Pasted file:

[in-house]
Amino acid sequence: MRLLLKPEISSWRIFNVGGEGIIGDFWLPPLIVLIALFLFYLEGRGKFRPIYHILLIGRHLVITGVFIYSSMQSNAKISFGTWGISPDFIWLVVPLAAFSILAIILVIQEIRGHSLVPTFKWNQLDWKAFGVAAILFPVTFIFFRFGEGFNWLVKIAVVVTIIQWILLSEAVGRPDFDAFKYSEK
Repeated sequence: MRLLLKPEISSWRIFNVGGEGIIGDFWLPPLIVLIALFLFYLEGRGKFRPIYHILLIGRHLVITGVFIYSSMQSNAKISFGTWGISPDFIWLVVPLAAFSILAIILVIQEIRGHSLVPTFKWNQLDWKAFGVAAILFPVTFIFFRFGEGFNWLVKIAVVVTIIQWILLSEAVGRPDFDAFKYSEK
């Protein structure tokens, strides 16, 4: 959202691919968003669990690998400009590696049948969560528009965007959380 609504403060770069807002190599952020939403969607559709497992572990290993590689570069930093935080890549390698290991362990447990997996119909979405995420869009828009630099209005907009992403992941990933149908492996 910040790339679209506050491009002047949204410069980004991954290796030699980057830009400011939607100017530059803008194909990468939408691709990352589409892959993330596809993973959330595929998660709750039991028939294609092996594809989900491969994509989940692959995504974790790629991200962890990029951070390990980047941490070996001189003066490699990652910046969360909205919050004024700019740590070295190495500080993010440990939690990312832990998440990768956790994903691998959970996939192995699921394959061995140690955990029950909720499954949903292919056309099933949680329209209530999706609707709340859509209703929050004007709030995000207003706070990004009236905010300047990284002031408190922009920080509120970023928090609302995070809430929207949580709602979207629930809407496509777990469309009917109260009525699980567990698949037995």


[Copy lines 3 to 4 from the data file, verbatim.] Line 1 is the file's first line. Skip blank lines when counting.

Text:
Repeated sequence: MRLLLKPEISSWRIFNVGGEGIIGDFWLPPLIVLIALFLFYLEGRGKFRPIYHILLIGRHLVITGVFIYSSMQSNAKISFGTWGISPDFIWLVVPLAAFSILAIILVIQEIRGHSLVPTFKWNQLDWKAFGVAAILFPVTFIFFRFGEGFNWLVKIAVVVTIIQWILLSEAVGRPDFDAFKYSEK
């Protein structure tokens, strides 16, 4: 959202691919968003669990690998400009590696049948969560528009965007959380 609504403060770069807002190599952020939403969607559709497992572990290993590689570069930093935080890549390698290991362990447990997996119909979405995420869009828009630099209005907009992403992941990933149908492996 910040790339679209506050491009002047949204410069980004991954290796030699980057830009400011939607100017530059803008194909990468939408691709990352589409892959993330596809993973959330595929998660709750039991028939294609092996594809989900491969994509989940692959995504974790790629991200962890990029951070390990980047941490070996001189003066490699990652910046969360909205919050004024700019740590070295190495500080993010440990939690990312832990998440990768956790994903691998959970996939192995699921394959061995140690955990029950909720499954949903292919056309099933949680329209209530999706609707709340859509209703929050004007709030995000207003706070990004009236905010300047990284002031408190922009920080509120970023928090609302995070809430929207949580709602979207629930809407496509777990469309009917109260009525699980567990698949037995």